Sunday, June 26, 2016

Forced retirement is no party

I understand that it looks like I'm having a good time. Sometimes I do. But the symptoms don't magically disappear when I make myself enjoy my life in spite of them. Plus, it would be great if I could be of more help, especially financially. In fact, every time I see a help wanted sign or hear of someone hiring in my field of experience, I seriously think about applying. Then I remember how unreliable I am now and just sigh....

I used to be an asset. Now, I'm a liability. That's a harsh reality to live with. A real slap in the face.

And then, there are those symptoms! Have you ever heard that saying about not wishing something on your worst enemy? Ya, it's like that. I wake up every morning, not knowing what to expect. Will it be a good day? Will it be the day from hell? Or will it be somewhere in between? And aside from that, I go to bed every night not knowing if I actually will wake up. Makes it pretty hard to sleep.

And yes, I do go to the beach sometimes. But my umbrella and my pain come with me. And I can't wear normal swimwear any more because I have overwhelmingly saggy skin and other body issues from constant weight fluctuations and steroids. I know. I do love myself. But this is not your typical aging body. It's much worse.

So, even if I was once a beautiful young thing, which I was and did not fully appreciate, and even if I stayed in shape my whole entire life, which, like most folks, I did not, I will never be a bathing beauty ever again. It's not a self image thing. It's just the cold, hard truth. My whistle worthy days are gone and not returning. I'm now in the “hushed tone whispering” or “blatant finger pointing and laughter from strangers” phase of my life. It sucks, you guys.

What's even worse? I can exercise my little tush off (except that I can't without being in bed for weeks) and... no dice. It ain't happening. I am not going to look better, no matter how active I get. Aside from major plastic surgery, which I cannot afford, the beach body has permanently left the building. And it's not just the beach body. The “ I can manage to look fairly decent in street clothes with a few adjustments” body is long gone too.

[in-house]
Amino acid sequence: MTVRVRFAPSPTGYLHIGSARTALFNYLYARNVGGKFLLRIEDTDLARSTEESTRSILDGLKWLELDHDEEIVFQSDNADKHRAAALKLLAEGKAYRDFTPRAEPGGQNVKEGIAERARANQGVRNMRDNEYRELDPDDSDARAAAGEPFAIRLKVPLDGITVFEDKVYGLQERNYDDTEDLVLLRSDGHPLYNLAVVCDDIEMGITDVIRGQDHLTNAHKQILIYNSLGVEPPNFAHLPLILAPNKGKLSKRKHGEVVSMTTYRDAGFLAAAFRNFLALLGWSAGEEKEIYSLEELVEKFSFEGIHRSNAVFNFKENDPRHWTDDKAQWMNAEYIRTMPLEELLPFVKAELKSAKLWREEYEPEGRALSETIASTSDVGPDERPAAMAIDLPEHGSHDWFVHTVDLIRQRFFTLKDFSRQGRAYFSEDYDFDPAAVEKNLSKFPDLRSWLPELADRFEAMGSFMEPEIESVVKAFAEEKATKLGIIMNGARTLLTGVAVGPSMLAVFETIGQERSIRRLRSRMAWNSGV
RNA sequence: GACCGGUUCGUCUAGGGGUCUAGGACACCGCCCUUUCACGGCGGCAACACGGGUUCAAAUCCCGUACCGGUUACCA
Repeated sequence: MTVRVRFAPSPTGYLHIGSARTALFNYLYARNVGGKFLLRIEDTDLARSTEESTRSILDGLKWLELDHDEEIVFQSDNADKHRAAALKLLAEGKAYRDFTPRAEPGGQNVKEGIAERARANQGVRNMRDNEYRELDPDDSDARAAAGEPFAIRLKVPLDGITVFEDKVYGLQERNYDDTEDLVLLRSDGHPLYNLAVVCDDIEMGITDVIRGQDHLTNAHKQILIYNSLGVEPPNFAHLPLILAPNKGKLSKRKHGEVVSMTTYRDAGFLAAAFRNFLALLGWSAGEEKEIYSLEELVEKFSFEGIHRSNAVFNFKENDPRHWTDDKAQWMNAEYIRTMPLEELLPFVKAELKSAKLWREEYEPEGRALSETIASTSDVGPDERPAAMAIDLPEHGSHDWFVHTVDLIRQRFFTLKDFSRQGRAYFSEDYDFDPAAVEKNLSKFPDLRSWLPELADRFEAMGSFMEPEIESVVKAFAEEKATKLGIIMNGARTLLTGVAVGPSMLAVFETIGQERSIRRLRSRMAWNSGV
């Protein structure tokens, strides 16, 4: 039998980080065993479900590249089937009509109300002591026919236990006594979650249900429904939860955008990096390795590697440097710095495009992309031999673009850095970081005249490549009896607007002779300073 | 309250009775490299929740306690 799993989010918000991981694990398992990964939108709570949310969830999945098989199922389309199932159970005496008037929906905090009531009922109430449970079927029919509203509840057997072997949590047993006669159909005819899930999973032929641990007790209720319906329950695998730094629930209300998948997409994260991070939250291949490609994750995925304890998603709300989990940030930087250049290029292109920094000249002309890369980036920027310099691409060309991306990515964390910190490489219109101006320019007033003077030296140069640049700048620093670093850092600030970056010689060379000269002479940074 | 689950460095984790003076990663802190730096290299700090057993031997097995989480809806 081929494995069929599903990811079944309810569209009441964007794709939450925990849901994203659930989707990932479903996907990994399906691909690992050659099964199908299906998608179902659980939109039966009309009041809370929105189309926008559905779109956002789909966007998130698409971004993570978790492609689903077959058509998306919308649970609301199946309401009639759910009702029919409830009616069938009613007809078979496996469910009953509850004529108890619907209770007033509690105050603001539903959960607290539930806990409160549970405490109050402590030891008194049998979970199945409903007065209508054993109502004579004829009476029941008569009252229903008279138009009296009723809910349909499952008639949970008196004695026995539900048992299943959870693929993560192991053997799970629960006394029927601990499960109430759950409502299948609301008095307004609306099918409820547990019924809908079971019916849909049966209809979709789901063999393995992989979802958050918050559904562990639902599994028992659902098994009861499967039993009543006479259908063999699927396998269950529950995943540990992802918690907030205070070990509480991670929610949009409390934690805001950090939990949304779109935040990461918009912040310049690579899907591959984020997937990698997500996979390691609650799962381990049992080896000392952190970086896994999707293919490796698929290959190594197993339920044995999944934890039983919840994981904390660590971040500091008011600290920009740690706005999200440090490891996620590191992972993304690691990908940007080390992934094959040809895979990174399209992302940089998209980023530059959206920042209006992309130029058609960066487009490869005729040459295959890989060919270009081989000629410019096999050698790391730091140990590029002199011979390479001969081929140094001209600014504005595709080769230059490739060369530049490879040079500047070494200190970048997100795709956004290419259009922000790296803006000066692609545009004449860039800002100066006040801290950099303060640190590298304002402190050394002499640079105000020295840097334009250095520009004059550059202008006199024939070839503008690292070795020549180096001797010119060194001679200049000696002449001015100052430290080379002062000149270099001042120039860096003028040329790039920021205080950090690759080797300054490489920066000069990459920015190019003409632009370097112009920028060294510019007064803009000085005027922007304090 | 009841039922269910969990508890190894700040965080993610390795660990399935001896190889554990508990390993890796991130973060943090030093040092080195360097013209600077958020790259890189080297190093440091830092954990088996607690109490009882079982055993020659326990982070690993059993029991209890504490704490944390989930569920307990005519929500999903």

And now, back to the “Things I love that I can do because I now have time” category. Yes, I do garden. I will not give up the thing I love most. But break out that umbrella again for sure. Either that or garden before the sun comes up all the way or after it goes down or do a very, very little at a time or all three. Ya, all three is the norm. Plus, forget about in-ground planting. No way can I garden conventionally. No way.

And yes, I do go “hiking.” But I bring a walking stick as a requirement, not an option. And it hurts like holy hell too. And my “can do” mountain climbing is more limited each day. But I know that if I sit all day, this disease will get the better of me. Plus, I refuse to do so until I have no choice. Just like I refused to quit working until I had no choice.

Road trips are my favorite thing in this entire world. But now, my legs swell from sitting in the car and if I'm driving, my hands swell up too. And both ache like you wouldn't believe. In fact, sometimes after a road trip, or another fun activity, I literally cry myself to sleep from the pain. In my recliner because, acid reflux, while I have managed to control the number of episodes, loves road trips! It just has to join me for every single one. Plus, if I know that I'm going to be doing something like that, I have to take extra prednisone for the inflammation. Of course, then, I'm even more nauseated, a bit grumpy and possibly a royal pain to do anything with. Ironic, yes? But this is my life as a forced retiree.